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Awards recognize Arctic research

Some members of the NRC team and staff of Makivik’s Department of Environment, Wildlife and Research pose for a photo after receiving the 2018 Northern Science Award in Ottawa in December. M. Donat Savoie C.Q, far right, nominated the Centre for the prestigious award. © Makivik

The Nunavik Research Centre (NRC) is the recipient of the 2018 Northern Science Award, recognizing its significant contribution to knowledge and understanding of Canada’s North.

For over 40 years the NRC in Kuujjuaq has been conducting community-based science that serves the needs of Inuit. Envisioned, created, and owned by Inuit through the Makivik Corporation, the Centre has been at the forefront of developing research methodologies that incorporate scientific and Indigenous knowledge and is respected locally and internationally for its work. Environmental projects include monitoring fish, marine mammals, water fowl, and caribou for contaminants and heavy metals.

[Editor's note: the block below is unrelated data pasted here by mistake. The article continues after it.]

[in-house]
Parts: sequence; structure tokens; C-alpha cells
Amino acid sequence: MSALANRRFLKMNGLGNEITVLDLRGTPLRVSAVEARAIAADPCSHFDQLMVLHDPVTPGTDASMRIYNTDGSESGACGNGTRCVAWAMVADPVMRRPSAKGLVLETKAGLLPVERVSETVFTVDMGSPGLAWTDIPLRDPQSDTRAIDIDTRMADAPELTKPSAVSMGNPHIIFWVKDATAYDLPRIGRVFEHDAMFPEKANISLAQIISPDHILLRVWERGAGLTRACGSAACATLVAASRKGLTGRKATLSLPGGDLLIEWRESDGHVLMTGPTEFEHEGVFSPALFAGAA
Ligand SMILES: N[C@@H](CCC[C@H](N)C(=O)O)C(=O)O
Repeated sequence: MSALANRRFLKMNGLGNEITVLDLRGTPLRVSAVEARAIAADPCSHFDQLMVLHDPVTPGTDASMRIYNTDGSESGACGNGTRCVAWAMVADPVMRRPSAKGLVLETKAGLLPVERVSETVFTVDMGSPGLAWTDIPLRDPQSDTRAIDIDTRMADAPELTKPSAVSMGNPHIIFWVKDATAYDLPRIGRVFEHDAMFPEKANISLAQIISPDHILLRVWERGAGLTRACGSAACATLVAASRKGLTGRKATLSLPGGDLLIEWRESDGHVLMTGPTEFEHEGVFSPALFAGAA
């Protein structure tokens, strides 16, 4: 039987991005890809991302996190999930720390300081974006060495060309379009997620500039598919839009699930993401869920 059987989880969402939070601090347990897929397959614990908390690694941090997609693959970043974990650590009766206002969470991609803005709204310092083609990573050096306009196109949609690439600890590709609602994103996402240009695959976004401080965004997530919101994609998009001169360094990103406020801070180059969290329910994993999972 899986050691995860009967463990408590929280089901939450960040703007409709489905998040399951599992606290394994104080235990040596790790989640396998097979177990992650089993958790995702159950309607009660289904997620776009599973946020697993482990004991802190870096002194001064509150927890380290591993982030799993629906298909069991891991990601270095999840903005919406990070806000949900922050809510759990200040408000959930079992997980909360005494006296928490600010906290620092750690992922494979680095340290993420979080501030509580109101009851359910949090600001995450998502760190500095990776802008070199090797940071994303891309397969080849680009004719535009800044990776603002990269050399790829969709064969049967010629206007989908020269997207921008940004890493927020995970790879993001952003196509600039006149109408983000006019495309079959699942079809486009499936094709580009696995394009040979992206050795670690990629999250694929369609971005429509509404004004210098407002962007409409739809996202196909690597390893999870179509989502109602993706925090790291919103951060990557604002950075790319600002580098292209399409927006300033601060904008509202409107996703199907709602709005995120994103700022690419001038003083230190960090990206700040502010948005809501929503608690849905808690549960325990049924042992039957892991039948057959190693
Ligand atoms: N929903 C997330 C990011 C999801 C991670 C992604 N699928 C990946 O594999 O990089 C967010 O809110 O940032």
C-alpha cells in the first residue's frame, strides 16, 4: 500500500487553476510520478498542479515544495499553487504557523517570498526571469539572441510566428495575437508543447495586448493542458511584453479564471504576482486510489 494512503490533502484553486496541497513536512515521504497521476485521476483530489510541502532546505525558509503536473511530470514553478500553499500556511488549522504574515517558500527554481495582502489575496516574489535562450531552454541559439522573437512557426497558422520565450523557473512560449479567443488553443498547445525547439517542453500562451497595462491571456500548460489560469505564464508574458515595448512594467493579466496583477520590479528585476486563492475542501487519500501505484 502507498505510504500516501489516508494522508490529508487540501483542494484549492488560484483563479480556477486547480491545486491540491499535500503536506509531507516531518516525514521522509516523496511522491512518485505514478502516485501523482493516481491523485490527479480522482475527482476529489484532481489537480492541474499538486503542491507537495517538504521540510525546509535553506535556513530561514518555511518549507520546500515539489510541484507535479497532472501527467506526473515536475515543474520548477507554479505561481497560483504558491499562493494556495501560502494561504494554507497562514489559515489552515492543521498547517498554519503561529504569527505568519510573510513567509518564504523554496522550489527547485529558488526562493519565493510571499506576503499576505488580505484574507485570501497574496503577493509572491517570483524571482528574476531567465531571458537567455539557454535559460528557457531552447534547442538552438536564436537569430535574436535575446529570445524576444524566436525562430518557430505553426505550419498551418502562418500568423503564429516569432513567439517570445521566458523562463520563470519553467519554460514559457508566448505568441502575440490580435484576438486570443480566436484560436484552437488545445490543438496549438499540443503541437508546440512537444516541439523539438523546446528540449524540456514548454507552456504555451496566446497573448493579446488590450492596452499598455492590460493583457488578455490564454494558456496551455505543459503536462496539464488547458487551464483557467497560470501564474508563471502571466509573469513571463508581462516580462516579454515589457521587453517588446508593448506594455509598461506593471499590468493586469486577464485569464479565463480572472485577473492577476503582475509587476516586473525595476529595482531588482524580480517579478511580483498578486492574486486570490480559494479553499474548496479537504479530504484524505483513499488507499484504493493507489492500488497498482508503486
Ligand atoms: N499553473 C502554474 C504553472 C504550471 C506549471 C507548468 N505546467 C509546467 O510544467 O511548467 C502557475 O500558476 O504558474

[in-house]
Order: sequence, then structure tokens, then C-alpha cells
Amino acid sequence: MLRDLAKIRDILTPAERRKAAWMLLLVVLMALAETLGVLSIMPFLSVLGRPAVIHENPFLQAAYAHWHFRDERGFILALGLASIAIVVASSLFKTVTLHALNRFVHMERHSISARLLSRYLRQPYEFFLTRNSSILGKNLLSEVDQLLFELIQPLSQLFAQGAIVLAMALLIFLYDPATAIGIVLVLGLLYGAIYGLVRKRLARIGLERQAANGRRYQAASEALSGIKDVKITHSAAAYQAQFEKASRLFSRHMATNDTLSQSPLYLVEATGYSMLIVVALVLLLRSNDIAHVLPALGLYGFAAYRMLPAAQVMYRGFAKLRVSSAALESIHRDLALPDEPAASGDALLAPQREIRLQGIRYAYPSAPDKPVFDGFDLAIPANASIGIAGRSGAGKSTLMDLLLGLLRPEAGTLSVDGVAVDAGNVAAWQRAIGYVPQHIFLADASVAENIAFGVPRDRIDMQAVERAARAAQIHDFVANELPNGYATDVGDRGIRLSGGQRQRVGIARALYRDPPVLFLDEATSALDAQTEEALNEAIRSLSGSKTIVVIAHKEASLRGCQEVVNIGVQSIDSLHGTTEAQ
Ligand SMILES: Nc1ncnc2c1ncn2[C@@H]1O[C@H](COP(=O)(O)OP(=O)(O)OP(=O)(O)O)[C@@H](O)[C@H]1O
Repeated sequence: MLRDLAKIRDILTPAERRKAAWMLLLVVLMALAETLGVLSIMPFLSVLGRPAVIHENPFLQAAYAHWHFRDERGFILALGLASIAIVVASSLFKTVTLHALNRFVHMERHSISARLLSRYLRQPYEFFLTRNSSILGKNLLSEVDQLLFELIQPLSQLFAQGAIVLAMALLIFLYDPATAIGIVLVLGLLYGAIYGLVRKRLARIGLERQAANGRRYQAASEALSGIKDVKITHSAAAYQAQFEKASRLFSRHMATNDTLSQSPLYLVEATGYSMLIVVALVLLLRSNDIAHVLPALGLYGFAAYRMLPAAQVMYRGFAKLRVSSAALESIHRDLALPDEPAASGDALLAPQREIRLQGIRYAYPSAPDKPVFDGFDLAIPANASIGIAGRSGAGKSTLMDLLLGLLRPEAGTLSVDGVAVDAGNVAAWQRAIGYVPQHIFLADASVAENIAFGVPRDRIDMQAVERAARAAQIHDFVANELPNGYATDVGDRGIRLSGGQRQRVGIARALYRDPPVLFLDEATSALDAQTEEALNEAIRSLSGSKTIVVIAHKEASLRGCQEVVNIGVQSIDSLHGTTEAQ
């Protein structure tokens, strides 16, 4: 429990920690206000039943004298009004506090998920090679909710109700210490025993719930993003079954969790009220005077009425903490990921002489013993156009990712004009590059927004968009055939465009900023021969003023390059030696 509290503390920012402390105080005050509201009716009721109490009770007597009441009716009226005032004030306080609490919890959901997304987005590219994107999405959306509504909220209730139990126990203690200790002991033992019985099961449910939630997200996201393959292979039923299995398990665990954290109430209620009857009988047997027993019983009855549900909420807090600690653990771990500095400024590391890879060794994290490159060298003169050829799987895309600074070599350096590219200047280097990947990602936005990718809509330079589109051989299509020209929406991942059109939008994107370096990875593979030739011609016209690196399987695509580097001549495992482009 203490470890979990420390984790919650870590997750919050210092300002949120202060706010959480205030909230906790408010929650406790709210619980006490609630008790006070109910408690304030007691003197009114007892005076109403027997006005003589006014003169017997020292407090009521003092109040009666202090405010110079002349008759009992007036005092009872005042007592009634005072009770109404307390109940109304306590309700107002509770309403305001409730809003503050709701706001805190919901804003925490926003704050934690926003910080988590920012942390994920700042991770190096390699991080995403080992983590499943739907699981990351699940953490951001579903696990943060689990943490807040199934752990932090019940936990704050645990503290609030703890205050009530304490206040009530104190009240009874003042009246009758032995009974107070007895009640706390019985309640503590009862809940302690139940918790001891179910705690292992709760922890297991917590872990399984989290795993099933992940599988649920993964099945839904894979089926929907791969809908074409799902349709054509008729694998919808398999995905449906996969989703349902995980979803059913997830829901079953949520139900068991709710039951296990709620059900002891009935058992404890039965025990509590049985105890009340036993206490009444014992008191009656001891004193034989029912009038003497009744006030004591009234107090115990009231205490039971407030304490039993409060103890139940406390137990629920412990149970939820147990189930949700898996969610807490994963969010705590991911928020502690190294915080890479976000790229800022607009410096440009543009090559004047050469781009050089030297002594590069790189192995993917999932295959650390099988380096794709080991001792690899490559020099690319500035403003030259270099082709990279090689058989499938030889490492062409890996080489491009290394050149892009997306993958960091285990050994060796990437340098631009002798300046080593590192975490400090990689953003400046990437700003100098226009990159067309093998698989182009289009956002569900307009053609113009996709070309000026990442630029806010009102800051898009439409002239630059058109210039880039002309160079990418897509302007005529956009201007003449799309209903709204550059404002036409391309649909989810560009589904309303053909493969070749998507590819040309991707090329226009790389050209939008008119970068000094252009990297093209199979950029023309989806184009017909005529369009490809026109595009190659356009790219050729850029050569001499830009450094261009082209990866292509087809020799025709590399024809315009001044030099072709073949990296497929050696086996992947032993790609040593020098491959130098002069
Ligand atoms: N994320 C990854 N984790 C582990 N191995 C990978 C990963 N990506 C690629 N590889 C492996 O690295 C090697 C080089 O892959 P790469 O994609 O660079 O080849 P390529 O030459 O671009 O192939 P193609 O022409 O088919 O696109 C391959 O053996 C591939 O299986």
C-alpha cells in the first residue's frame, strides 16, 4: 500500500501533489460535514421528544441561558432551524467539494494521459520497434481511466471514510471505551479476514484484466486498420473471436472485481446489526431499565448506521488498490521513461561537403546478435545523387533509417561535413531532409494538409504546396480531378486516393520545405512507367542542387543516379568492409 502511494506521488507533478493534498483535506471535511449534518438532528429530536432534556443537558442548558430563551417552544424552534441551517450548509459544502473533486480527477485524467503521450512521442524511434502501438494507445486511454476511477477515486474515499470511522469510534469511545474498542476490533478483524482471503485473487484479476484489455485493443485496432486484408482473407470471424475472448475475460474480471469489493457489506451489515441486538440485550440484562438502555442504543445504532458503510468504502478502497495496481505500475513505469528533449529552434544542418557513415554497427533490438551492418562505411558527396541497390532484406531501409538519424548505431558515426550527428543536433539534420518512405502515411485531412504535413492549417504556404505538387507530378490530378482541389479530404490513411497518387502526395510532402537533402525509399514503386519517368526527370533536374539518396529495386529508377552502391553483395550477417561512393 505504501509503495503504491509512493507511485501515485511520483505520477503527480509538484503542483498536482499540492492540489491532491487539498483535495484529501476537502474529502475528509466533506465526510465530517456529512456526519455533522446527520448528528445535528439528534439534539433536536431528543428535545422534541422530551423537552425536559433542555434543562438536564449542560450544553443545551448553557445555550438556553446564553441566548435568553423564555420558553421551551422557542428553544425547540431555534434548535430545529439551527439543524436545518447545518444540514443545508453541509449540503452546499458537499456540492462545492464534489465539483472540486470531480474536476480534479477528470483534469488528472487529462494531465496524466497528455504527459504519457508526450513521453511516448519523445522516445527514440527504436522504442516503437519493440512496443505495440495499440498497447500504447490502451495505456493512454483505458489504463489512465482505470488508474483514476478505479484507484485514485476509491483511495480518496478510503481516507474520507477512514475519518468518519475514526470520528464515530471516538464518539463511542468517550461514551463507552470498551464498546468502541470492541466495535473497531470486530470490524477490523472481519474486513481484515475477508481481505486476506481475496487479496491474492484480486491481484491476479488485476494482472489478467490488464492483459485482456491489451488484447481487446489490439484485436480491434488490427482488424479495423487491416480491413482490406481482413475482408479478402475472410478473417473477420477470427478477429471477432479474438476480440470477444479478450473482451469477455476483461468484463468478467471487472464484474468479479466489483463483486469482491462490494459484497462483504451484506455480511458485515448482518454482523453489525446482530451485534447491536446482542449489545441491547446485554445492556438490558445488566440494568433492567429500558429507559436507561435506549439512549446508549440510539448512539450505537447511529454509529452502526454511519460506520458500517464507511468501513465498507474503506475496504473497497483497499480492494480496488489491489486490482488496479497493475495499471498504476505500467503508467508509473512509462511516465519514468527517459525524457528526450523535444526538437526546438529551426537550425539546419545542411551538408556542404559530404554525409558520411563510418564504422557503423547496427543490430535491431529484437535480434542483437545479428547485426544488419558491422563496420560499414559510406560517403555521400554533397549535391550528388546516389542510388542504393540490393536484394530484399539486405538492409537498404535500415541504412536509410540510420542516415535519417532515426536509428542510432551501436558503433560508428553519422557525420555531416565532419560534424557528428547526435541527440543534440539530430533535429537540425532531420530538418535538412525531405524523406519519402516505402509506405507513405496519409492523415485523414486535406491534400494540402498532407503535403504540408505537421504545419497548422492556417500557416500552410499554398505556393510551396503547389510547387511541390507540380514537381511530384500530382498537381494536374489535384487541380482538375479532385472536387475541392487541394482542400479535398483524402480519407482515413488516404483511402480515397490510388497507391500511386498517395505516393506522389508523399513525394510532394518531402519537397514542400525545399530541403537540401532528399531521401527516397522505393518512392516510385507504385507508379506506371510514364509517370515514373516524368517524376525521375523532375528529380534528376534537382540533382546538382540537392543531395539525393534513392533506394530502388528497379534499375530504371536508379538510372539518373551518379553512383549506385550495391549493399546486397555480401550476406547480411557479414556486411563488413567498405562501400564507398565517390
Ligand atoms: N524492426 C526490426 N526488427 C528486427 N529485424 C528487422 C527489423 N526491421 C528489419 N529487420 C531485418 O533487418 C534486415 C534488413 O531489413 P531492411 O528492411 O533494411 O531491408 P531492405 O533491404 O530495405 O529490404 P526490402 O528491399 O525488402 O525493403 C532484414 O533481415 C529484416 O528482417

Peter May (centre) of kuujjuaq’s Nunavik Research Centre receives the 2018 Inuit Tapiriit kanatami Inuit Recognition Award at the ArcticNet Annual Scientific Meeting’s Gala on December 13. Makivik’s Department of Environment, Wildlife and Research President Adamie Delisle Alaku and Nunavik Research Centre Director Dr. Ellen Avard presented the award. © ArcticNet

The Award includes a $10,000 prize and the Centenary Medal, which commemorates the first International Polar Year (1882-83).

Peter May of the NRC has also been awarded the 2018 Inuit Recognition Award from Inuit Tapiriit Kanatami. May celebrated 35 years with the NRC last September. The award recognizes Inuit who are making strong efforts towards meaningful Inuit involvement in Arctic research.